© 2024 WSHU
NPR News & Classical Music
Play Live Radio
Next Up:
0:00
0:00
0:00 0:00
Available On Air Stations

Sound Bites: Higher fines for Connecticut municipalities that fail public records requests

Cities and some states across the country have closed up their public record offices and relaxed sunshine laws during the coronavirus epidemic.
Jovana Sanchez/EyeEm
/
Getty Images
Any Connecticut city or town that repeatedly denies, delays, or prevents access to public records may now face $10,000 fines from the Freedom of Information Commission.

Good morning. Connecticut cities and towns may face fines as high as $10,000 for failing to fulfill Freedom of Information Commission (FOIC) requests. Currently set as low as $1,000, lawmakers are considering a bill to increase the fines to prevent municipalities, such as Bridgeport, from repeatedly denying or delaying public record requests. 

Bridgeport city officials are appealing a decision made by the FOIC that required the city release unredacted police reports to a man who was convicted of a gang killing. Officials fear the files could reveal the identities of case witnesses and put them at risk. 

Here’s a bite-sized look at what else we are hearing:

Small businesses can apply to gain access to Suffolk County’s sewer systems. The pilot program will provide up to $15,000 to small businesses and will work with Dime Bank to provide loans to help cover remaining sewer connection costs. County Executive Steve Bellone said he hopes this program will help business owners save thousands of dollars.

A Connecticut hormonal healthcare firm settled a lawsuit about false Medicare claims. State Attorney General William Tong announced the near $400,000 settlement with Waterbury naturopath Marcos DeEscobar and his company Corebella Health. The firm allegedly submitted false claims to Medicare and Medicaid for services it claimed were performed by a physician. In reality, these services were carried out by nurse practitioners resulting in Corebella receiving overpayments from 2016-2018.

Amtrak announced the addition of two new Northeast Regional trains. The trains will start in Springfield, with stops at Hartford, New Haven, Bridgeport and Stamford, and provide direct access to New York Penn Station. Riders from Hartford will reach New York in less than three hours. The two trains will begin service on June 5.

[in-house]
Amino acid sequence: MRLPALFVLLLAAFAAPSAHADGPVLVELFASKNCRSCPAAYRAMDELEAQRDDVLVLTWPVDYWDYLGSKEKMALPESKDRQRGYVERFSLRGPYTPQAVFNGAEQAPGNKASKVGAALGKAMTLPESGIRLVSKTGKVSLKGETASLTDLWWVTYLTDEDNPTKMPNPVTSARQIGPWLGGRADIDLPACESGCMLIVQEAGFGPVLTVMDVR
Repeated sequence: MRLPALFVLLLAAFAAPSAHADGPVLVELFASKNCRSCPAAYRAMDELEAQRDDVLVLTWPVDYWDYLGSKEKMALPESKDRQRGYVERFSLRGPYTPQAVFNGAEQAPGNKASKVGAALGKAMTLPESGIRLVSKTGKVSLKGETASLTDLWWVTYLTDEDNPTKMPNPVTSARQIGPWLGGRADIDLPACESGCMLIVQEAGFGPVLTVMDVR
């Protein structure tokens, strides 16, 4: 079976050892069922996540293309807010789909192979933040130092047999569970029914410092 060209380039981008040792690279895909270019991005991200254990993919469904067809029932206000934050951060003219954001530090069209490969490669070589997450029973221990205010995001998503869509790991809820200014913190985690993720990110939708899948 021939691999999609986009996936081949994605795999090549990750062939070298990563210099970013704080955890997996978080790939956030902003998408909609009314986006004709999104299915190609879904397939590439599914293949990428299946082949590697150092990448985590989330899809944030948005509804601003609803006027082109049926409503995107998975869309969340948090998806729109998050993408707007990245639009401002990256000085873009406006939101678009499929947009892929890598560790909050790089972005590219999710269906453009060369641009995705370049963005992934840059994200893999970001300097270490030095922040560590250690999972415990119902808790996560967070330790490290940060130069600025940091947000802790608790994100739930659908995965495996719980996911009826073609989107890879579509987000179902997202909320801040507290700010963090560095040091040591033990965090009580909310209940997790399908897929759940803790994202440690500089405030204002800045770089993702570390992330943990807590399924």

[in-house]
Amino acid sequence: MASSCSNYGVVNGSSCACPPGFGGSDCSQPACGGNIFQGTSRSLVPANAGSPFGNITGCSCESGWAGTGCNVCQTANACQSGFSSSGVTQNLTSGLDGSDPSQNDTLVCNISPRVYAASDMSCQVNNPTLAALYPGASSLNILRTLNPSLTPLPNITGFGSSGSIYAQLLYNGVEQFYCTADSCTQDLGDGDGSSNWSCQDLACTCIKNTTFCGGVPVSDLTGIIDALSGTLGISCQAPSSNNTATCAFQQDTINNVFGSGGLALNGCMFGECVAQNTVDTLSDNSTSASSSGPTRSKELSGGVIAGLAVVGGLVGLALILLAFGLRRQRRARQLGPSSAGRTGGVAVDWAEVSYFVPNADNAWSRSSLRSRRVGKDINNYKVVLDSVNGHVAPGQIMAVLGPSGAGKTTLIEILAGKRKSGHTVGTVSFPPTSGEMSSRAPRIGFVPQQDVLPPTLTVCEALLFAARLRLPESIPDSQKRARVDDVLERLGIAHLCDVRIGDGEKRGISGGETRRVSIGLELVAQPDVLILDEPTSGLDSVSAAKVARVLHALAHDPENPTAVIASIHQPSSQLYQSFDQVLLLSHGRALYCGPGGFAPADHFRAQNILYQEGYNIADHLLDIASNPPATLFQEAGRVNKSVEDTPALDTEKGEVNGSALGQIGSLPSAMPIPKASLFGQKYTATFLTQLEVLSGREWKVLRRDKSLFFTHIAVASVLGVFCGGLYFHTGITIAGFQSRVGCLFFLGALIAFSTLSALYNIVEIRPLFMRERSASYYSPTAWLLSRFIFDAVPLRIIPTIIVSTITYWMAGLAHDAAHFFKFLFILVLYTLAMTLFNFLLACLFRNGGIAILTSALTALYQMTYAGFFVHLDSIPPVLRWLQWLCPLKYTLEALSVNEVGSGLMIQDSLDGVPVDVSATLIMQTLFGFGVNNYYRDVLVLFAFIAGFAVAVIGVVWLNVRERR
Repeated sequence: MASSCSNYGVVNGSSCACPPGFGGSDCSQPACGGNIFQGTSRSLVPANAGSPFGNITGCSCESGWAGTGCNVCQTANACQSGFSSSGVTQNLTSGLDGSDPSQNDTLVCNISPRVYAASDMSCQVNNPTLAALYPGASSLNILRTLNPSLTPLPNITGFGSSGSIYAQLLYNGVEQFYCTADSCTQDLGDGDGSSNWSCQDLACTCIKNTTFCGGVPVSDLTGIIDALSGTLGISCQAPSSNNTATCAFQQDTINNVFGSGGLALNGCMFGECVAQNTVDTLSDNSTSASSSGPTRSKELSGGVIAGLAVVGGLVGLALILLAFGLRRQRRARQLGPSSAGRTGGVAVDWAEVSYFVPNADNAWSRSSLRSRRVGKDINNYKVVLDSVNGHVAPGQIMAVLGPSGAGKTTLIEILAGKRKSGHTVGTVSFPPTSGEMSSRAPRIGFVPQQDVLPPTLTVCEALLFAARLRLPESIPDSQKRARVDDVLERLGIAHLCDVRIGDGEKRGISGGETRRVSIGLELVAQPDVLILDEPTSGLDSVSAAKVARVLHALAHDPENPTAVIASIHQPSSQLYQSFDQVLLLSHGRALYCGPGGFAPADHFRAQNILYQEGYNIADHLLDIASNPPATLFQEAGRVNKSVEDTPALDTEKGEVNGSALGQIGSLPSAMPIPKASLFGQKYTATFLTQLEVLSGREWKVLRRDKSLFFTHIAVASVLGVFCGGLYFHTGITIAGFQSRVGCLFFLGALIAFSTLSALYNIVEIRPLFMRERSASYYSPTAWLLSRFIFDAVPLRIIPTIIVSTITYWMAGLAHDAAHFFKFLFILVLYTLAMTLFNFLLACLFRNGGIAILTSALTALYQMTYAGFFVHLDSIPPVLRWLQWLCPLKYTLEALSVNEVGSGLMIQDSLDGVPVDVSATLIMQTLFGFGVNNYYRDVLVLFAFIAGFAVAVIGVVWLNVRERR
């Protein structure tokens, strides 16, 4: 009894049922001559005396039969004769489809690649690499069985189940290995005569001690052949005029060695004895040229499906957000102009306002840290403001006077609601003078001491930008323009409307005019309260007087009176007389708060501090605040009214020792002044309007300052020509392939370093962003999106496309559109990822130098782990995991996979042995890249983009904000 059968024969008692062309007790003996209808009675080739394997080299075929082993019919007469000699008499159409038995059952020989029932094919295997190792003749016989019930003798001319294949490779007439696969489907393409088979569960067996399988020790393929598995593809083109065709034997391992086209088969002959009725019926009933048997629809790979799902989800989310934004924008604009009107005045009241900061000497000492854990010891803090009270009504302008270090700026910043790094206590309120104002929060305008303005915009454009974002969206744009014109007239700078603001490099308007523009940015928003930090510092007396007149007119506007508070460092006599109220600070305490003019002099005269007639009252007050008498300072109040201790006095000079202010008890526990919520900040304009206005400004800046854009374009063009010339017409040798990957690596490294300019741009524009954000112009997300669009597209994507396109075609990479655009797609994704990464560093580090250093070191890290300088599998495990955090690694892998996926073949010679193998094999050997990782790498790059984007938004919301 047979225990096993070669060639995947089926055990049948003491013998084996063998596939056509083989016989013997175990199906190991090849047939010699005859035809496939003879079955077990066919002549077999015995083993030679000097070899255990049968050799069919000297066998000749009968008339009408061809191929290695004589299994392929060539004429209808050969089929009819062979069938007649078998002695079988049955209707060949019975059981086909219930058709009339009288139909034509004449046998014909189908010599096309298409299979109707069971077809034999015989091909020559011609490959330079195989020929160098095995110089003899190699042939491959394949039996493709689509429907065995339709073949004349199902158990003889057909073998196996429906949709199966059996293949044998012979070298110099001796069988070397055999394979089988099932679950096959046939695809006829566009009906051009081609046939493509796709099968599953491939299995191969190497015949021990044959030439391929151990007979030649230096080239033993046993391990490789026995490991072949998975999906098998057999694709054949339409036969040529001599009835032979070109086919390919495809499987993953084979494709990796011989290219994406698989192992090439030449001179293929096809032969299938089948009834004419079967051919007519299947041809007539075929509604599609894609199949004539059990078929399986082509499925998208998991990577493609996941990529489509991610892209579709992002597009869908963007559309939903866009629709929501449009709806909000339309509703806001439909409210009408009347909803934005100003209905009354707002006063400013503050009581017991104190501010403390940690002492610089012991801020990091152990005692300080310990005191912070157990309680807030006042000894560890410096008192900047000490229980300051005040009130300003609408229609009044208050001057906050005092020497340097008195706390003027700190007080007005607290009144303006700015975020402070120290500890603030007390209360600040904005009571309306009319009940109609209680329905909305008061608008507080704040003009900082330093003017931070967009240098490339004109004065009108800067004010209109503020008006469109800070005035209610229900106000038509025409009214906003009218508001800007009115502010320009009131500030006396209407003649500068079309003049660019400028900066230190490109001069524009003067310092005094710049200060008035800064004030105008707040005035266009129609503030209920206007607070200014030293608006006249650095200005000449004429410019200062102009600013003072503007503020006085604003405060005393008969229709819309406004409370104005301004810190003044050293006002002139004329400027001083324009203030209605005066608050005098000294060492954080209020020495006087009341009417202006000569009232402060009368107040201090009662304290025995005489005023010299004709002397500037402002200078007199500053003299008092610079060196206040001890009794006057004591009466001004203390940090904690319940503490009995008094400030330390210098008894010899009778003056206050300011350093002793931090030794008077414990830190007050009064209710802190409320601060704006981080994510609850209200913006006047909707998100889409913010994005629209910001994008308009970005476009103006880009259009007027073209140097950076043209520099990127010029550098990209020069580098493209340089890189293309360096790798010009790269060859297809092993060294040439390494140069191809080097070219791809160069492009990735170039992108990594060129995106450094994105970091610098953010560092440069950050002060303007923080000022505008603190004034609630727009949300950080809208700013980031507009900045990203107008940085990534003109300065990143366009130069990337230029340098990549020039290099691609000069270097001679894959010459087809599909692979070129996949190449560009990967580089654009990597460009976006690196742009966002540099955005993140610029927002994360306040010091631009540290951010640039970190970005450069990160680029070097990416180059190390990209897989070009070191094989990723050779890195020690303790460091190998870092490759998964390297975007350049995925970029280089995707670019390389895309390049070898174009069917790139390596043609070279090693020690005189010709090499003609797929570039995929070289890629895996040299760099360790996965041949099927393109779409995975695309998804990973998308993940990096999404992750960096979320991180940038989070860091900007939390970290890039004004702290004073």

Connecticut held its first-ever Investor Conference on Tuesday. Hosted by Governor Ned Lamont and State Treasurer Erick Russell, the conference had state officials effectively pitch Connecticut as a good investment to various bank organizations and analysts. Russell, who will issue $710 million in state bonds this week, told attendees that the state filled its rainy-day fund to capacity, paid down pension debt and generated record surpluses.

Several state attorneys general in the U.S. have been banned from Russia, including Connecticut’s William Tong. Russia banned the officials and issued financial restrictions on them for their role in condemning the January 6 insurrection and defending the legitimacy of the 2020 presidential election. Tong called these bans “beyond absurd.” He said it is evidence of President Vladimir Putin striving to spread disinformation in the United States.

South Norfolk streets must be raised by at least three feet by 2050. That was the warning John Truscinski, director of Resilience Planning at the Connecticut Institute for Resilience and Climate Adaption, posed to city officials. Truscinski detailed how climate change and increasingly severe storms will make flood rates increase. Places that used to flood every 20 years will begin flooding every five years. Long Island Sound is expected to rise by 20 inches by 2050.

General Dynamics Electric Boat was awarded a $1 billion Navy contract to build two new Virginia-class fast-attack submarines. This contract is the result of a year-long negotiation between the Groton-based defense manufacturer and the Navy regarding who assumes liability in the rare instance of a Tomahawk Land Attack Missile exploding aboard a sub. Electric Boat has been designing and building subs since 1899.

New London could save $28 million in the next three decades if an agreement to reform the Connecticut Municipal Employees Retirement System is approved. According to The Day, State Comptroller Sean Scanlon reached out for community support on Tuesday in the city. Mayor Michael Passero said the town could use an estimated $951,000 in the next budget savings to fund extra items, including the hiring of more police officers. The agreement would provide relief to municipalities by stabilizing funds and leveling out employer contributions after increasing by 75% on average in the past five years.

If you appreciated this story, please consider making a contribution. Listener support is what makes WSHU’s regional reporting, news from NPR, and classical music possible. Thank you!

Eric Warner is a news fellow at WSHU.